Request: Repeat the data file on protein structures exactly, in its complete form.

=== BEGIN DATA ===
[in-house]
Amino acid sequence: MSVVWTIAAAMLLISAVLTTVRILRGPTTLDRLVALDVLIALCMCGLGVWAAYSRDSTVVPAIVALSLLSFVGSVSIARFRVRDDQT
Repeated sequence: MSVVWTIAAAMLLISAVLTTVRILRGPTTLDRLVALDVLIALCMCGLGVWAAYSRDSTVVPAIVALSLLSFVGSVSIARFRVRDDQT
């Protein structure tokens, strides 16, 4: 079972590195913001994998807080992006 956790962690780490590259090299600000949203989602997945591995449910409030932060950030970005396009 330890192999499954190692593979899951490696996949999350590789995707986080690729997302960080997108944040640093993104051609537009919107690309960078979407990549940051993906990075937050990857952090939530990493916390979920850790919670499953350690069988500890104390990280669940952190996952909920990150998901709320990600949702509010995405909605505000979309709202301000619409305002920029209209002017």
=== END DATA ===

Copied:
[in-house]
Amino acid sequence: MSVVWTIAAAMLLISAVLTTVRILRGPTTLDRLVALDVLIALCMCGLGVWAAYSRDSTVVPAIVALSLLSFVGSVSIARFRVRDDQT
Repeated sequence: MSVVWTIAAAMLLISAVLTTVRILRGPTTLDRLVALDVLIALCMCGLGVWAAYSRDSTVVPAIVALSLLSFVGSVSIARFRVRDDQT
């Protein structure tokens, strides 16, 4: 079972590195913001994998807080992006 956790962690780490590259090299600000949203989602997945591995449910409030932060950030970005396009 330890192999499954190692593979899951490696996949999350590789995707986080690729997302960080997108944040640093993104051609537009919107690309960078979407990549940051993906990075937050990857952090939530990493916390979920850790919670499953350690069988500890104390990280669940952190996952909920990150998901709320990600949702509010995405909605505000979309709202301000619409305002920029209209002017």